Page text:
Going out on a high note

By ANDREW BENKOVIC

Sun-Gazette Correspondent

As the finale to its 2015-16 season, the Williamsport Civics Chorus will perform the regional premiere of Sir Karl Jenkins’ “Requiem,” with an accompanying dance performance, at 3 p.m. Sunday at the Williamsport Area High School auditorium.

This is the first time “Requiem,” a Japanese-fusion piece, has come to northcentral Pennsylvania. Jenkins, a Welsh composer, has earned great acclaim in the United Kingdom as well as around the world. “Requiem” was composed in 2005, but still pays respect to choral positions of the past. However, it also has modern hip-hop rhythms and inclusive, multicultural influences.

Along with the music, Chorus director Michael Connor has commissioned original choreography from Jaclyn Gailit-Lutz, which will be performed by the Turning Pointe School of Ballet. The performance also will showcase the talent of solo vocalists selected by Connor, including Elise Mark, soprano, of Tampa, Florida; Sara Phinney Kelley, mezzo-soprano, of Lewisburg; Joanna Rees, alto, of Williamsport; and Aidan Connor, soprano, of Montoursville. Joining them will be Dr. Nora Suggs from the Lehigh Valley on shakuhachi flute, Urie Kline on Taiko drum and Mikela Hoffman on harp.

“(Our director) is a number-one fan of Karl Jenkins’ music,” Williamsport Civic Choir board member Barbara Hemmendinger said. “One can experience Jenkins’ music as uplifting and soul-stirring and quickly find so much to enjoy in the ‘Requiem.’ “

Hemmendinger said that when Connor was presented with the opportunity to perform the piece, he knew that it needed to be done in Williamsport.

“The performance incorporates elements of world music, hints of Arvo Part, Philip Glass, and pop,” she said. “This piece for vocal soloists, large choir, shakuhachi flute, harp, Japanese drums and orchestra is a moving, dazzling masterpiece.”

According to Hemmendinger, this show also easily matches with the Chorus’ mission.

“We want fine music accessible to all through education, participation and inspiration,” she said. “It goes without saying that this concert involves tremendous collaboration with community members – from singers, orchestral musicians, dancers, regional soloists and the myriad of people behind the scenes who help us fund, plan and stage our performance. We are bringing a new work to the area, one that fuses spiritual traditions of East and West – how much more educational and inclusive can that be? Lastly, the musical selections themselves are beautiful, inspiring and hopefully as rewarding to the listeners as they are to the performers in our common quest to make sense of life’s brevity.”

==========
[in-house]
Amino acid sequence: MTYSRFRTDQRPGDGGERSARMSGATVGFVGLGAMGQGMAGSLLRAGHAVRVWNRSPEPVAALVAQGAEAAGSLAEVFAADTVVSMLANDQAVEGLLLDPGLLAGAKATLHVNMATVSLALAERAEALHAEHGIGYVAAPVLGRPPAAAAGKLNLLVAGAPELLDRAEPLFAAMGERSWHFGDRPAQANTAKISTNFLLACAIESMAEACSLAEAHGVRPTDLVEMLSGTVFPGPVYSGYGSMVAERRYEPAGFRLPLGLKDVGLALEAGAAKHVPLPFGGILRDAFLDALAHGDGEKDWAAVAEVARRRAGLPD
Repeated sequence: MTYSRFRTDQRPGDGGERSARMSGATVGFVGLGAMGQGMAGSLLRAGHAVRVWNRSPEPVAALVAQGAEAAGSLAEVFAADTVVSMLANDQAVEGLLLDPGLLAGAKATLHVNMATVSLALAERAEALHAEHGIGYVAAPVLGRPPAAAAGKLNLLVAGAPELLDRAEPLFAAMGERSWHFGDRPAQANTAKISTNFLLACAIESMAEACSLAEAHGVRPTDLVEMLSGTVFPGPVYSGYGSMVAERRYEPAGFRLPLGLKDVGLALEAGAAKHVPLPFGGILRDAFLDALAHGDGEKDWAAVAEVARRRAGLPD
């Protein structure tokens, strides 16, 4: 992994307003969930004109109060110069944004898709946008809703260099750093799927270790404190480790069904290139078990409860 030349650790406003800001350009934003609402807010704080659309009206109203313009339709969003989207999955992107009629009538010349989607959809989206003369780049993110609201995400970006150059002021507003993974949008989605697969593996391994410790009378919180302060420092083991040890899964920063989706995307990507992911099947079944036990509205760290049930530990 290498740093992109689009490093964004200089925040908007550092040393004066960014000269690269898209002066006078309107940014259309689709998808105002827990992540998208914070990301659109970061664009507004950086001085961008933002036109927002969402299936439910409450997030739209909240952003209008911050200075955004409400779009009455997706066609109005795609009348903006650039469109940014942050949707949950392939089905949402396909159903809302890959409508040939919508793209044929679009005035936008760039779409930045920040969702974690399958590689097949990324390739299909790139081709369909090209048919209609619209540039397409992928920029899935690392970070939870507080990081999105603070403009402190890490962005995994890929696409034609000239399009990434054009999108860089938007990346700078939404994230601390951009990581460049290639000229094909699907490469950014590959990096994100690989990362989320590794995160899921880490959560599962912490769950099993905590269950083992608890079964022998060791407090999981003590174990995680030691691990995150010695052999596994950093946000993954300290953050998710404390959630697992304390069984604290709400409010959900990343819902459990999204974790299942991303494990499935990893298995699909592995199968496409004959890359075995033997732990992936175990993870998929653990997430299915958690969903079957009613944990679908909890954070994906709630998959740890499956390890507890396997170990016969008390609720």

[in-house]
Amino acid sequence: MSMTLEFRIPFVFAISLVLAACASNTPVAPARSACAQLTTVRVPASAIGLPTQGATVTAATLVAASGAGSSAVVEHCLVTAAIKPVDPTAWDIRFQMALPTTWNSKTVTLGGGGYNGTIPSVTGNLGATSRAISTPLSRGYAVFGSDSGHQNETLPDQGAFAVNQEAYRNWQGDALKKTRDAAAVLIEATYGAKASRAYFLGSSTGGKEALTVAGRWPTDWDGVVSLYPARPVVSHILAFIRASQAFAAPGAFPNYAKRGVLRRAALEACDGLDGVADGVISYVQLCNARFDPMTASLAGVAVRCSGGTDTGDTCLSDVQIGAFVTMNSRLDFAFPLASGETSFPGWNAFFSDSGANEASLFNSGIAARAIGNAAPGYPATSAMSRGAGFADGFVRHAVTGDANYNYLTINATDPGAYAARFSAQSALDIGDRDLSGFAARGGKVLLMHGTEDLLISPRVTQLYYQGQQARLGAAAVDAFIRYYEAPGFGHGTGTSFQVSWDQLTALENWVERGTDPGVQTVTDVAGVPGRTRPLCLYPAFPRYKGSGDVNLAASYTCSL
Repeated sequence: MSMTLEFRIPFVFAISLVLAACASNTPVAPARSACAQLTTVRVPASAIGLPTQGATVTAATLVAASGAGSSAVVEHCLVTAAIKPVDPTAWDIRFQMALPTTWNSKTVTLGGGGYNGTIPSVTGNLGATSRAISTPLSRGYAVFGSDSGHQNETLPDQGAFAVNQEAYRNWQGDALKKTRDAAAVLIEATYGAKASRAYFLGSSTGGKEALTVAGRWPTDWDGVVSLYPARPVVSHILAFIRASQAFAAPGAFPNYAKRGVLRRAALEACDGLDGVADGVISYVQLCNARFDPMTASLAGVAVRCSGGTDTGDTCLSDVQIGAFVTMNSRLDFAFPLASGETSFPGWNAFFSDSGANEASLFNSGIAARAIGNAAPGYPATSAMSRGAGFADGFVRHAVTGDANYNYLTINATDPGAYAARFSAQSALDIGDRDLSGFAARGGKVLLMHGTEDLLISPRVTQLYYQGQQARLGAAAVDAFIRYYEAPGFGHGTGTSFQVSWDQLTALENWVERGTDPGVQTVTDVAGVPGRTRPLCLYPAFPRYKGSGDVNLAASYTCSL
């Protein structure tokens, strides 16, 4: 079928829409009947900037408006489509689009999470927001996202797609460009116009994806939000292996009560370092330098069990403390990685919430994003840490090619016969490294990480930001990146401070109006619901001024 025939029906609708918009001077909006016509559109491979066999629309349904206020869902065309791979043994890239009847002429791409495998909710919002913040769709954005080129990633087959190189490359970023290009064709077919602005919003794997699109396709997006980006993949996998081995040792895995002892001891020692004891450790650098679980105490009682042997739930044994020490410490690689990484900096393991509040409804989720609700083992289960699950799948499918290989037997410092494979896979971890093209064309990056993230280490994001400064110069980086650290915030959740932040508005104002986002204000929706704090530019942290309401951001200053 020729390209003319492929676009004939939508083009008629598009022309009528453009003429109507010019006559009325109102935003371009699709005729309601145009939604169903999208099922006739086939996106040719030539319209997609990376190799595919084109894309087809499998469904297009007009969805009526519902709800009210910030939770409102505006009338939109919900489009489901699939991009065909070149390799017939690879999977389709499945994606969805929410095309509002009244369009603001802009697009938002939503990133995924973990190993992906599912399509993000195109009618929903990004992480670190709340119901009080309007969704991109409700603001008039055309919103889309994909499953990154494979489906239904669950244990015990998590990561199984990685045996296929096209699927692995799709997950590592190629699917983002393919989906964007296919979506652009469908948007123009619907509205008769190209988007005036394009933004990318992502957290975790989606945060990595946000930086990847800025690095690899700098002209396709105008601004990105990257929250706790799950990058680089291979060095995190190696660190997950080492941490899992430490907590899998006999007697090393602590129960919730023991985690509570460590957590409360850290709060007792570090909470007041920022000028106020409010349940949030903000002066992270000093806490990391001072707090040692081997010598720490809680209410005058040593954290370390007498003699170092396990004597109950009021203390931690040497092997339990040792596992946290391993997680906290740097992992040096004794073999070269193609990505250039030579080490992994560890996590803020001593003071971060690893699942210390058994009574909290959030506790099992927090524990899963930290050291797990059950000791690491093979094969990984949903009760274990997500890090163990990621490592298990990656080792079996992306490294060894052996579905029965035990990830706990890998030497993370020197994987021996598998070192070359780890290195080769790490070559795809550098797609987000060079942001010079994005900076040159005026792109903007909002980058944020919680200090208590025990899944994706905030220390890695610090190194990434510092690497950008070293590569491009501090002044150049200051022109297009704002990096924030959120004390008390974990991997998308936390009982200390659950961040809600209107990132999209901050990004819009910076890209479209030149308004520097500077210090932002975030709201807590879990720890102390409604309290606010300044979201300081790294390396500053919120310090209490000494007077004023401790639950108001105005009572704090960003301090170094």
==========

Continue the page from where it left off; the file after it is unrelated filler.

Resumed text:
The show involves dance, something that is not typical of a Williamsport Civic Chorus performance. “Dance inspires and allows us to express ourselves when words and music are insufficient, including the joy that we feel over new found love and the determination we have in the face of great worry,” Hemmendinger said. “We all want to be understood, and if we could speak the words that describe our feelings, how deep and powerful they would surely be. Why involve dance? Perhaps the better question is, ‘Why would we not involve dance?’ “

Connor has just finished up his first year as director and is very happy with the work that has been done so far.

“It was a diverse and challenging season,” he said. “The Civic Chorus is a dedicated, hardworking group of singers. The Jenkins’ ‘Requiem’ has allowed us to cap our 72nd year with a different sort of journey. It has not only brought us together as musicians striving for musical excellence, but it has also allowed us to grow as a community of singers.”

Tickets are available at Otto Bookstore, 107 W. Fourth St.; Robert M. Sides Family Music Center, 201 Mulberry St.; and at the door. Children under 12 and under are free. For more information, visit www.williamsportcivicchorus.org.